Museums and Art

Flood, Michelangelo Buonarroti, 1512

Flood, Michelangelo Buonarroti, 1512

Flood - Michelangelo Buonarroti. Fresco

One of the central frescoes of the chapel tells of one of the most tragic events of the Old Testament. The inevitable and all-consuming element is the answer to sins and aversion from God.

There is no horror on the faces of people, in them the apathetic consciousness of imminent death. In desperation, mothers are trying to save children, adult children - old parents. At this last minute, people seemed to remember their special nature and divine essence.

Only three small sections remained uncovered by water: the top of the mountain, the roof of the marble palace, the top of the temple. Between these three islands, on which life is still warm, in a miserable agony a boat is rushing, filled with passengers. Someone is trying to cling to this unreliable support, someone has already felt relatively safe.

Heaven is inexhaustible with moisture. Rainfall does not stop and soon there will not be a single island on earth. But all people's attempts to survive do not look in vain in this work. The viewer has the feeling that the human race will survive and not disappear.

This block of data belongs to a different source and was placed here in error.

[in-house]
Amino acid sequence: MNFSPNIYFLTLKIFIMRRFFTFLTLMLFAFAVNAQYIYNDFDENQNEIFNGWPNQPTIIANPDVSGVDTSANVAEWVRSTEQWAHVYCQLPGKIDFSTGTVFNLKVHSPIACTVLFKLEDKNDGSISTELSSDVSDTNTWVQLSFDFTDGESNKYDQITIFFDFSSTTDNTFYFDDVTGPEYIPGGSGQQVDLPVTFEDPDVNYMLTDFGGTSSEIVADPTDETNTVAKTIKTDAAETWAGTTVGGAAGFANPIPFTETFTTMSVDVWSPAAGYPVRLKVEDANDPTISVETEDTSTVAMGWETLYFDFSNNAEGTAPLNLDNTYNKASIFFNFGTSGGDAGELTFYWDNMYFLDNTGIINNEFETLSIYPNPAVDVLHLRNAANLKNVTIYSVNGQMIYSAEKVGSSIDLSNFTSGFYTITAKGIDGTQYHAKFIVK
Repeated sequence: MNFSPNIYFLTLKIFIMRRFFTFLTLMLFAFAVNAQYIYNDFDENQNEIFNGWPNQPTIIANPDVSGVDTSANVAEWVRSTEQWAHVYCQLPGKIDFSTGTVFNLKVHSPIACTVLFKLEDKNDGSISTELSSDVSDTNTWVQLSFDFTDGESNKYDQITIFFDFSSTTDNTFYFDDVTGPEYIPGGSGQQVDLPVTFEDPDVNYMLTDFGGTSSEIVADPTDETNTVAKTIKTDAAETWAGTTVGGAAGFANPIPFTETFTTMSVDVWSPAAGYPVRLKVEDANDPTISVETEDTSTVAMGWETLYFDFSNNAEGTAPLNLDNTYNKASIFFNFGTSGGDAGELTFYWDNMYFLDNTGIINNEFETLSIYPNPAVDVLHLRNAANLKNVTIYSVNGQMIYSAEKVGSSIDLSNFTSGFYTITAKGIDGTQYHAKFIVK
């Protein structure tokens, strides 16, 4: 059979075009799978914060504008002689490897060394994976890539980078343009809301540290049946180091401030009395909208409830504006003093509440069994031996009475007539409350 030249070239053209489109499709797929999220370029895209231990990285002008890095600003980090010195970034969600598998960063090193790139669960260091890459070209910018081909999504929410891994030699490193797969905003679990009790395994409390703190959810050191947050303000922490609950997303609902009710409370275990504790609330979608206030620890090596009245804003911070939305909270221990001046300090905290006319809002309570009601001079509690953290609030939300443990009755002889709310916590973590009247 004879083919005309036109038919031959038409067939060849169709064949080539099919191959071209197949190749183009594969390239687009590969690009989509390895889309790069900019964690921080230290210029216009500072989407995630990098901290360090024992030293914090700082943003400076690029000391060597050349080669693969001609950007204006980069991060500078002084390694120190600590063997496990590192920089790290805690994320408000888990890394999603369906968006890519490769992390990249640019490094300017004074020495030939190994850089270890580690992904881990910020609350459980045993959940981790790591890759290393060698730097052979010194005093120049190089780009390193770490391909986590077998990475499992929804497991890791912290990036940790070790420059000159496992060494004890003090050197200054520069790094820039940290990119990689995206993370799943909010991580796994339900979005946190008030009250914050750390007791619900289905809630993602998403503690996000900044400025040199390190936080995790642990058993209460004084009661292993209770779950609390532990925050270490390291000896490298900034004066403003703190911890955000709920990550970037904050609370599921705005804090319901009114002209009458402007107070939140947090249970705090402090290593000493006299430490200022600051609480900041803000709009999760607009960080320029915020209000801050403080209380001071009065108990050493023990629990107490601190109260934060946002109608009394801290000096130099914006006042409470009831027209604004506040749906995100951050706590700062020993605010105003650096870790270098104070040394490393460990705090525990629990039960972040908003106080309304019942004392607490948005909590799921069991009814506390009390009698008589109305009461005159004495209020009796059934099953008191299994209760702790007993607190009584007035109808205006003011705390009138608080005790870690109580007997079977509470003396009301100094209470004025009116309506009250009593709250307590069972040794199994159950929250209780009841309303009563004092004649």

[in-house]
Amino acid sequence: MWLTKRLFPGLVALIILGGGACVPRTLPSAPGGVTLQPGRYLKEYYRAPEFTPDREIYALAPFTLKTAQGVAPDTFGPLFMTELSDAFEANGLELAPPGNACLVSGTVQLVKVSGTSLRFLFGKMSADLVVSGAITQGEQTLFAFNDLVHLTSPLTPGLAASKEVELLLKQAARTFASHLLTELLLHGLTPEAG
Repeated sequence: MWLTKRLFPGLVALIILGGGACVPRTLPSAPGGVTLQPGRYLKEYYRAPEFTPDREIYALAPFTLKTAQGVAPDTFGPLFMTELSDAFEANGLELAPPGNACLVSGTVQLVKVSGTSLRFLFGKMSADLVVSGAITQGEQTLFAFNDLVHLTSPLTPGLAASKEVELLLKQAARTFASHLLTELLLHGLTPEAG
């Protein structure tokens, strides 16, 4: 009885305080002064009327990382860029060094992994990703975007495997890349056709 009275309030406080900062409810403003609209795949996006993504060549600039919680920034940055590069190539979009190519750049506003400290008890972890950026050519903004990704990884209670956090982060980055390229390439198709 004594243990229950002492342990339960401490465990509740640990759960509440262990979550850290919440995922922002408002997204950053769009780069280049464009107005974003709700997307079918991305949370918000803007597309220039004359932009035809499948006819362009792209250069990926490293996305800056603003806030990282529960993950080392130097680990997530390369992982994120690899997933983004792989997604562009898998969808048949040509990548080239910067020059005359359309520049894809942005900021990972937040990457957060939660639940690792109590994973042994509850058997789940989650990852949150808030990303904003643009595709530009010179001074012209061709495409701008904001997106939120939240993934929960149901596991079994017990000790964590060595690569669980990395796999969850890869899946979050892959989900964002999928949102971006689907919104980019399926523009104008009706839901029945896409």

Optimism against the backdrop of the greatest tragedy is a sign of the vast majority of works of the High Renaissance. In this optimism there is a deep Faith in the divine nature of man, as well as in the Mercy of God and His Wisdom. The master could not allow the shadow of gloom, despite the magnitude and inevitability of the wrath of God.

It is known that this part of the painting, together with the master, was performed by his students. This can be seen in the easy formation of shapes, the simplicity of the picture and a certain schematization of figures. But, at the same time, the work was done in accordance with the exact sketch of the great master and the paints were selected under his guidance. To all, we can add that the author himself redid a lot in the work of his students. As always, not trusting their work to anyone. As for some vagueness and downshot, then, most likely, this is the result of later restoration work.

Watch the video: This Day In History November 1, 1512, Michelangelos Sistine Paintings First Exhibited (October 2021).